3-0 out of 5 stars I liked it but wasn't that interesting
I'm a student in Viet Nam and I read this book. I liked this book but i think it's not that interesting. The writings were boring and didn't use funny words but this book told me everythings about Copernicus. I think this book needs some funny sentences to make the book much interesting and it would be better if there are colored picture. ... Read more

12. On the Revolutions: Nicholas Copernicus Complete Works (Foundations of Natural History)
by Nicholas Copernicus
 Paperback: 480 Pages (1992-11-01)
list price: US$26.95 -- used & new: US$163.02
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Asin: 0801845157
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In 1973, on the 500th anniversary of Copernicus's birth, the Polish Academy of Sciences announced its intention to publish all of the astronomer's extant works, both in their original Latin and in modern translations. Here, available for the first time in softcover, are Edward Rosen's authoritative English translations and commentaries.

... Read more

13. Copernicus, Darwin and Freud: Revolutions in the History and Philosophy of Science
by Friedel Weinert
Paperback: 296 Pages (2008-11-12)
list price: US$36.95 -- used & new: US$25.00
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Asin: 1405181834
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Using Copernicanism, Darwinism, and Freudianism as examples of scientific traditions, Copernicus, Darwin and Freud takes a philosophical look at these three revolutions in thought to illustrate the connections between science and philosophy.

  • Shows how these revolutions in thought lead to philosophical consequences
  • Provides extended case studies of Copernicanism, Darwinism, and Freudianism
  • Integrates the history of science and the philosophy of science like no other text
  • Covers both the philosophy of natural and social science in one volume
... Read more

14. Nicolaus Copernicus and His Epoch
by Jan. Adamczewski
 Hardcover: Pages (1974-04)
list price: US$7.95
Isbn: 0684138395
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15. Nicolaus Copernicus, Gesamtausgabe: Band VI/ 1, Documenta Copernicana, Briefe. Texte Und √úbersetzungen (German Edition)
by Nicolaus Copernicus
 Hardcover: 413 Pages (1994)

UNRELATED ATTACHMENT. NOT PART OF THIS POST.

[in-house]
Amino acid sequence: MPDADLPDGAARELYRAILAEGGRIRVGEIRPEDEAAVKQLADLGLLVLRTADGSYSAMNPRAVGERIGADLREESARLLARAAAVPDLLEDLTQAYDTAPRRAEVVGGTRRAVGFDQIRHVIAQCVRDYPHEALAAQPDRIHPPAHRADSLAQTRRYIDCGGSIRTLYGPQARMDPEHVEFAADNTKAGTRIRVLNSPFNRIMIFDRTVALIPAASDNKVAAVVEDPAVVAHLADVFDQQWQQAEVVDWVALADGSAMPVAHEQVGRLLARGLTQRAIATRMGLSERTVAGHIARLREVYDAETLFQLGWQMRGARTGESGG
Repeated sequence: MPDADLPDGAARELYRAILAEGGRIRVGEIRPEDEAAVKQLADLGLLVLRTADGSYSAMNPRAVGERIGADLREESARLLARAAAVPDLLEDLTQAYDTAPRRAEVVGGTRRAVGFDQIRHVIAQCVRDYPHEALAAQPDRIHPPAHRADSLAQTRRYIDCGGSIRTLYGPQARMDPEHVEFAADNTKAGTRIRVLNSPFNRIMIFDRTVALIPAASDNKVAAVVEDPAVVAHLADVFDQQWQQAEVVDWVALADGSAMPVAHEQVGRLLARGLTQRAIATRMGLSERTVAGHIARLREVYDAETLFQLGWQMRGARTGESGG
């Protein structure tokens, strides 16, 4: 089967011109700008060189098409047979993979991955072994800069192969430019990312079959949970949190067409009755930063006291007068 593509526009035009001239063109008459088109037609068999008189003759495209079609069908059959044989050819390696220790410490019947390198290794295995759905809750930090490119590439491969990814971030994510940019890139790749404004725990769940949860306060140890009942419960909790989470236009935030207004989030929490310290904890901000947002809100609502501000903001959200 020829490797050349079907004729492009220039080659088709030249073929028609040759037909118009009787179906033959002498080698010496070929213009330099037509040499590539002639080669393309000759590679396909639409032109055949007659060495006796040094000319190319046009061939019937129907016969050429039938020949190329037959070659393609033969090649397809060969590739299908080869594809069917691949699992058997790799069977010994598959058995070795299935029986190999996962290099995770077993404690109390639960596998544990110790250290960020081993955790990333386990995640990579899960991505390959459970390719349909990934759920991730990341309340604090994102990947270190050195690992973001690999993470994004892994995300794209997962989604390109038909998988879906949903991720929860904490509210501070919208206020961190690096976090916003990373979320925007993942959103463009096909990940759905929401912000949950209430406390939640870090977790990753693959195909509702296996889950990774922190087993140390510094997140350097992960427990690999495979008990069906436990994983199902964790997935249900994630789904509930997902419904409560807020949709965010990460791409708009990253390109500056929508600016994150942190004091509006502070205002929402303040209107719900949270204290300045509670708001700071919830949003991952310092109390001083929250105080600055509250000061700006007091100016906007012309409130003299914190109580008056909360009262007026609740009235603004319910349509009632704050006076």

Isbn: 3806703302
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This volume of the complete works of Copernicus combines all letters written by, to and about Nicolaus Copernicus, which are dated during his lifetime. ... Read more

16. Giants of Science - Nicolaus Copernicus
by Scott Ingram
Hardcover: 64 Pages (2004-03-19)
list price: US$24.95 -- used & new: US$18.18
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Asin: 156711489X
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Inspiring stories of scientific pioneers and their successes and failures along the path of scientific discovery spark interest among readers. Each of these books include:

  • Glossary
  • For More Information section
  • Index
(20020401) ... Read more

17. Nicolaus Copernicus, 1473-1543;: Domherr, Arzt, Astronom (Personlichkeit und Geschichte) (German Edition)
by Bernhard-Maria Rosenberg
 Paperback: 96 Pages (1973)

Isbn: 3788100729
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by John F. & Selig Brodetsky (edits). Dobson
 Paperback: Pages (1947)

Asin: B00455FSBW
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19. Nicolaus Copernicus (1473-1543): Revolutionar wider Willen (German Edition)
 Turtleback: 350 Pages (1994)

Isbn: 3928186167
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20. Gedachtnissrede Auf Den Unsterblich Verdienten Dom Herrn In Frauenberg, Nicolaus Copernicus (1743) (German Edition)
by Johann Christoph Gottsched
Hardcover: 52 Pages (2010-05-22)
list price: US$31.95 -- used & new: US$23.32
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Asin: 1162002786
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This Book Is In German. Due to the very old age and scarcity of this book, many of the pages may be hard to read due to the blurring of the original text. ... Read more